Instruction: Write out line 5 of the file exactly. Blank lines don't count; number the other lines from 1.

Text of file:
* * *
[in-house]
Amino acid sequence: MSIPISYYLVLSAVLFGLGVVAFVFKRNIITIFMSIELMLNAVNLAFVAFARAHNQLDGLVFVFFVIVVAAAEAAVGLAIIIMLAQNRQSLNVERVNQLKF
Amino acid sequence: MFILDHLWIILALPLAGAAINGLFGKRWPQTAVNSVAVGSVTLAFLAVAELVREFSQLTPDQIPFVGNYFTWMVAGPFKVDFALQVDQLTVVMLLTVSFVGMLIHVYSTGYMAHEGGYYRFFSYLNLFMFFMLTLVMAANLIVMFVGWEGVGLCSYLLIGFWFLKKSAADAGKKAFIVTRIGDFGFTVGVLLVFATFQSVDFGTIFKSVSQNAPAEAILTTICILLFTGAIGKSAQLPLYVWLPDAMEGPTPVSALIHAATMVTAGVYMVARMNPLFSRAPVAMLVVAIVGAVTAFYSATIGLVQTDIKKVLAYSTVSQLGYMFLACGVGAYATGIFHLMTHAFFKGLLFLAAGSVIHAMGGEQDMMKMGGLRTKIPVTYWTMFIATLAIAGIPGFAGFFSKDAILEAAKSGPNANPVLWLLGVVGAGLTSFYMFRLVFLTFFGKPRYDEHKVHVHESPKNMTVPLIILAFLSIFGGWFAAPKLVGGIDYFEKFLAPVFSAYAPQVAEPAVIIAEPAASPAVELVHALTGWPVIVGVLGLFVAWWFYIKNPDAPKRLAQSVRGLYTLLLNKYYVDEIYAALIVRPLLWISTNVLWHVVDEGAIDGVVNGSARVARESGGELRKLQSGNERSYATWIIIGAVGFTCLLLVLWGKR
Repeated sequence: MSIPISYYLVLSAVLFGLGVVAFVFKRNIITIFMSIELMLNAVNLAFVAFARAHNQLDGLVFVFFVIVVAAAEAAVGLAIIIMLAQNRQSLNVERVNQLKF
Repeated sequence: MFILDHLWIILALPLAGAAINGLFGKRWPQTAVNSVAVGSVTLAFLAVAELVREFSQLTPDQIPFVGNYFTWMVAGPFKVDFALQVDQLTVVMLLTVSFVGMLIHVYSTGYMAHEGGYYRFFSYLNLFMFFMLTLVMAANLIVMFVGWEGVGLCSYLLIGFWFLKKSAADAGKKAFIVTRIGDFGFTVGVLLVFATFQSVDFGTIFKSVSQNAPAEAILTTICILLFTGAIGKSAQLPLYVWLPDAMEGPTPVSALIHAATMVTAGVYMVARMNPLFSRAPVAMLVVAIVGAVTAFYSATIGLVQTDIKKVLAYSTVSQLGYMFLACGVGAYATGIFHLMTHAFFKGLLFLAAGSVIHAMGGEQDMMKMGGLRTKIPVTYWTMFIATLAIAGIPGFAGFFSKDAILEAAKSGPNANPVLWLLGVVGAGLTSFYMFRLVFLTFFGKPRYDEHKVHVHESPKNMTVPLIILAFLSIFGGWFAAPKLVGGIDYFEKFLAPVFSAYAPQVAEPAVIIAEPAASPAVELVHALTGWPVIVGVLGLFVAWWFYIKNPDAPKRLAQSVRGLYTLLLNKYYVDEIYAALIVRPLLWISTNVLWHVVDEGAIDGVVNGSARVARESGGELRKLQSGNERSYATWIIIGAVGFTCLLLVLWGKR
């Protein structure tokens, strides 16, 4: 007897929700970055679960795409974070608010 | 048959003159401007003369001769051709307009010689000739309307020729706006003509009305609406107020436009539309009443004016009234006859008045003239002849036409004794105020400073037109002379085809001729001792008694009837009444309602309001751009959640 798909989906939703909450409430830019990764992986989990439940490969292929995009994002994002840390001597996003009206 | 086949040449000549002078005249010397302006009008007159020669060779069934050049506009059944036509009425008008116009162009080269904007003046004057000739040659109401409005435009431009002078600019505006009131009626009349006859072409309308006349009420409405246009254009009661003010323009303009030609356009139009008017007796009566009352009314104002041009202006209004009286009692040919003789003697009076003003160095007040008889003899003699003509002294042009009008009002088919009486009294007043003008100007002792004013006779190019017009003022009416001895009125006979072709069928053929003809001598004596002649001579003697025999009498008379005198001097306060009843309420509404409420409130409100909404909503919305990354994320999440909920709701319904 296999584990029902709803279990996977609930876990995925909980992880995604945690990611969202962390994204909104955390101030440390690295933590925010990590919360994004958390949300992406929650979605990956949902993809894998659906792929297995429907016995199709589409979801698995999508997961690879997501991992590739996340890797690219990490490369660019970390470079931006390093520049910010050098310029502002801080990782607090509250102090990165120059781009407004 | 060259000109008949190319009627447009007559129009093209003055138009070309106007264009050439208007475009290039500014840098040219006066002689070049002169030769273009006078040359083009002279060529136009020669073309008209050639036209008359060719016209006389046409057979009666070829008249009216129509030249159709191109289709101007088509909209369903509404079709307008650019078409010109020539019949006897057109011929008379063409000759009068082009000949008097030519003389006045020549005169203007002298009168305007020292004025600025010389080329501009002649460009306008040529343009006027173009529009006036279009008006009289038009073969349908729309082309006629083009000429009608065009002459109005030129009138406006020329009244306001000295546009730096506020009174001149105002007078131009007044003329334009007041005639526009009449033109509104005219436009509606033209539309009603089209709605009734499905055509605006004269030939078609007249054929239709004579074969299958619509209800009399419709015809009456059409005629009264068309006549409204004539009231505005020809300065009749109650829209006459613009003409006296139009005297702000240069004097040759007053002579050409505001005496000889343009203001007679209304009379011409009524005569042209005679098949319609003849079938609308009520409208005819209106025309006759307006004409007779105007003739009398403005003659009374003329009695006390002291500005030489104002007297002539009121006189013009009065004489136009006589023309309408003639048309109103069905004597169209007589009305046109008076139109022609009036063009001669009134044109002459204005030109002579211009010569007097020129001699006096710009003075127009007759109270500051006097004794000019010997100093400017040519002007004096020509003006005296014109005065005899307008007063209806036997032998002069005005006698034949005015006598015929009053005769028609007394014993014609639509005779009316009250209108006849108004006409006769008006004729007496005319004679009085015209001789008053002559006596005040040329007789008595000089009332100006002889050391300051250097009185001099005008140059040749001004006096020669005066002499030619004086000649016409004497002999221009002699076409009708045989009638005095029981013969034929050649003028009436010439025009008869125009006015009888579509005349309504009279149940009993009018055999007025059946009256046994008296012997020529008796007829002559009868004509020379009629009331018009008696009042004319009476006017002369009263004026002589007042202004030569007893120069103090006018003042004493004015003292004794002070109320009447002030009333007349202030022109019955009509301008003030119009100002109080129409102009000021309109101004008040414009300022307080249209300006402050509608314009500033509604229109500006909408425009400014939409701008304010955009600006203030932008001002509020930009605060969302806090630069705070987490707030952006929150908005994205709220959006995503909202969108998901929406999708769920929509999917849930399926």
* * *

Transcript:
Repeated sequence: MFILDHLWIILALPLAGAAINGLFGKRWPQTAVNSVAVGSVTLAFLAVAELVREFSQLTPDQIPFVGNYFTWMVAGPFKVDFALQVDQLTVVMLLTVSFVGMLIHVYSTGYMAHEGGYYRFFSYLNLFMFFMLTLVMAANLIVMFVGWEGVGLCSYLLIGFWFLKKSAADAGKKAFIVTRIGDFGFTVGVLLVFATFQSVDFGTIFKSVSQNAPAEAILTTICILLFTGAIGKSAQLPLYVWLPDAMEGPTPVSALIHAATMVTAGVYMVARMNPLFSRAPVAMLVVAIVGAVTAFYSATIGLVQTDIKKVLAYSTVSQLGYMFLACGVGAYATGIFHLMTHAFFKGLLFLAAGSVIHAMGGEQDMMKMGGLRTKIPVTYWTMFIATLAIAGIPGFAGFFSKDAILEAAKSGPNANPVLWLLGVVGAGLTSFYMFRLVFLTFFGKPRYDEHKVHVHESPKNMTVPLIILAFLSIFGGWFAAPKLVGGIDYFEKFLAPVFSAYAPQVAEPAVIIAEPAASPAVELVHALTGWPVIVGVLGLFVAWWFYIKNPDAPKRLAQSVRGLYTLLLNKYYVDEIYAALIVRPLLWISTNVLWHVVDEGAIDGVVNGSARVARESGGELRKLQSGNERSYATWIIIGAVGFTCLLLVLWGKR